An Ontario judge has ruled that an employee’s pregnancy is one of the factors to be considered in assessing the length of the common law notice period.
In Nahum v. Honeycomb Hospitality Inc., 2021 ONSC 1455, an employee was about 5 months pregnant when she was dismissed without cause. At the time that her employment was terminated, the employee had 4.5 months’ service. She occupied a middle management position.
At the summary judgment motion, the sole issue was the length of the reasonable notice period and the impact that the employee’s pregnancy had on that determination. Relying on past case law, the judge took judicial notice of the fact that “…pregnancy creates difficulties for a person searching for employment.” That said, the judge cautioned that an employee’s pregnancy would not operate to lengthen the notice period in all cases – it should simply be another factor to consider in the circumstances of the particular case. For example, in the case at hand the employee had applied to 36 positions after her dismissal and before her baby was born. Accordingly, in the judge’s view, “…given the point in her pregnancy at which she was terminated, and the competitive job market in which she was seeking work”, it was unreasonable to expect she would be able to obtain new employment in the 2 month period proposed by the employer.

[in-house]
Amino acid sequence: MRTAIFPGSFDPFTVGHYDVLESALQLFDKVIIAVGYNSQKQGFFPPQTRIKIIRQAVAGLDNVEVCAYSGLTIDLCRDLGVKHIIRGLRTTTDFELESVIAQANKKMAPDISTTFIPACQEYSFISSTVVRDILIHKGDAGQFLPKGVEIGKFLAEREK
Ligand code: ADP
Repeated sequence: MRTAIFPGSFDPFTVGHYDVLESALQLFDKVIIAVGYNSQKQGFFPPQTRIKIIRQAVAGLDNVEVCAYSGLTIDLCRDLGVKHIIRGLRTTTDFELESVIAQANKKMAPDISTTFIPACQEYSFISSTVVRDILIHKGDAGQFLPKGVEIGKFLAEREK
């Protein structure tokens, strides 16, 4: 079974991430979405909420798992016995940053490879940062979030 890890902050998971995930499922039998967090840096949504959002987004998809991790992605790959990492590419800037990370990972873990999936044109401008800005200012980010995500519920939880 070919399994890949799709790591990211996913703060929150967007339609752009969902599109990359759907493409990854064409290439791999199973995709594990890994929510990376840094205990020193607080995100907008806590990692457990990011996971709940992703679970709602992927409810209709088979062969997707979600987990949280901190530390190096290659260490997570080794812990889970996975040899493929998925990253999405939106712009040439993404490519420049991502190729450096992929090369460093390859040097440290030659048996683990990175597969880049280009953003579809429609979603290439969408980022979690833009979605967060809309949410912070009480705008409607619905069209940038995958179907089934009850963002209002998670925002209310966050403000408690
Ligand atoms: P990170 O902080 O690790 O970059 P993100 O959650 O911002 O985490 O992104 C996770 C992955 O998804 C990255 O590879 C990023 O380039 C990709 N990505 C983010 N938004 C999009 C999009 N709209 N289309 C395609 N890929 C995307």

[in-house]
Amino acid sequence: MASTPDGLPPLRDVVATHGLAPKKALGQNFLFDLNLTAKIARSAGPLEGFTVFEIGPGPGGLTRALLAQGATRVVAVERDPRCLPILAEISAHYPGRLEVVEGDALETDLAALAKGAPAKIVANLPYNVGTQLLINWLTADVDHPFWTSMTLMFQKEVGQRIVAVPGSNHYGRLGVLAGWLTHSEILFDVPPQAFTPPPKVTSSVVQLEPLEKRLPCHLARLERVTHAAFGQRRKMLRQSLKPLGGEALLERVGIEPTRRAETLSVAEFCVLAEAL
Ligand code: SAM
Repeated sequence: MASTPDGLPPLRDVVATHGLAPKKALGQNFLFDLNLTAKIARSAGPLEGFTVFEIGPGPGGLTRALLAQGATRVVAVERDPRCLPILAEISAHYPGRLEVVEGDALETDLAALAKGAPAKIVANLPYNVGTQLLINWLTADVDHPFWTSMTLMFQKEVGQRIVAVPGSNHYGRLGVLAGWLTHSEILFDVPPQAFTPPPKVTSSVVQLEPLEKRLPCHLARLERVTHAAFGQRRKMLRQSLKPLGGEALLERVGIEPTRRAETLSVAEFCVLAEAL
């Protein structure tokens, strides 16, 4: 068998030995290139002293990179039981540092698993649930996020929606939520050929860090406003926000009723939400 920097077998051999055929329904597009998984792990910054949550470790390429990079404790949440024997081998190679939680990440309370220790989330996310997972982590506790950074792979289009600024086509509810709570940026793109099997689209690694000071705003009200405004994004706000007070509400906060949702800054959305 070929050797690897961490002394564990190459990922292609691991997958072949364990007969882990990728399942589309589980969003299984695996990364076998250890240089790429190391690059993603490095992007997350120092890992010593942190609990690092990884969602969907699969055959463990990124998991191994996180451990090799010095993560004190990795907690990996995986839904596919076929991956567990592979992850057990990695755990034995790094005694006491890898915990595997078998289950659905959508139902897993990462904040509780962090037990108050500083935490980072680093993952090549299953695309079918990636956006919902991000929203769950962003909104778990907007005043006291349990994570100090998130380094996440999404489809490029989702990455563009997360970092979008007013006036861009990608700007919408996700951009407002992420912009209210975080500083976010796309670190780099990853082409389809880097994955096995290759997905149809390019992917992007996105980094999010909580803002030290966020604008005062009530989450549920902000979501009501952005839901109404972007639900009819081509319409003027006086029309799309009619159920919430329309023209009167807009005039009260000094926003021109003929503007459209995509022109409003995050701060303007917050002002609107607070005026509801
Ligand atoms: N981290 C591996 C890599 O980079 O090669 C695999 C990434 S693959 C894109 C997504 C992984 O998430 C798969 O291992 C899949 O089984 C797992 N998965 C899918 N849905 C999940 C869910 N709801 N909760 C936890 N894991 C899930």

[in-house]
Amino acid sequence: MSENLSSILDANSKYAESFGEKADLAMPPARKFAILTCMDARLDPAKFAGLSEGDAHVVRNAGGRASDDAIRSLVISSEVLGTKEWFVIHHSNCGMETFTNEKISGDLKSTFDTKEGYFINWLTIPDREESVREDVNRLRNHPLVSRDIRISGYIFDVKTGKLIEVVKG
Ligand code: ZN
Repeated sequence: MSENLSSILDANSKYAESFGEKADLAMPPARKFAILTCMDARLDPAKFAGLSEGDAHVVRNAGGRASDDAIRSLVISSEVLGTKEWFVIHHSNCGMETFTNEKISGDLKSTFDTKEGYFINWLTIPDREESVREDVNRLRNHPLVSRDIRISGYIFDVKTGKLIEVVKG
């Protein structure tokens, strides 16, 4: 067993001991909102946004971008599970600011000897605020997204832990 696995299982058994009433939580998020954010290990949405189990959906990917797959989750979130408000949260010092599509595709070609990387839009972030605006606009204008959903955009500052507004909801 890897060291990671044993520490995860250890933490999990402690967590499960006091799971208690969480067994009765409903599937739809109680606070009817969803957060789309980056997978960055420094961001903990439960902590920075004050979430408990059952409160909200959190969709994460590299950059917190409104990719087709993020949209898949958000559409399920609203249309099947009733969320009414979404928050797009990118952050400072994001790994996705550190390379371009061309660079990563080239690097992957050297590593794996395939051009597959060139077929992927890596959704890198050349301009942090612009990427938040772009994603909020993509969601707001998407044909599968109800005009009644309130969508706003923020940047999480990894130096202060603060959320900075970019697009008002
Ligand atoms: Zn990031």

Takeaway for Employer:
The dismissal of pregnant employees is always a sensitive issue for employers. There can be human rights considerations, and as this case illustrates, depending on the facts, it could lead to a lengthier notice period. That said, as the judge notes the assessment of an employee’s entitlement to reasonable notice will still require a consideration of all factors (age, years of service, character of employment, availability of similar employment, etc.) applied in the circumstances of the particular case at hand. As such, employers should continue to assess each case individually and be careful about applying any specific formulas.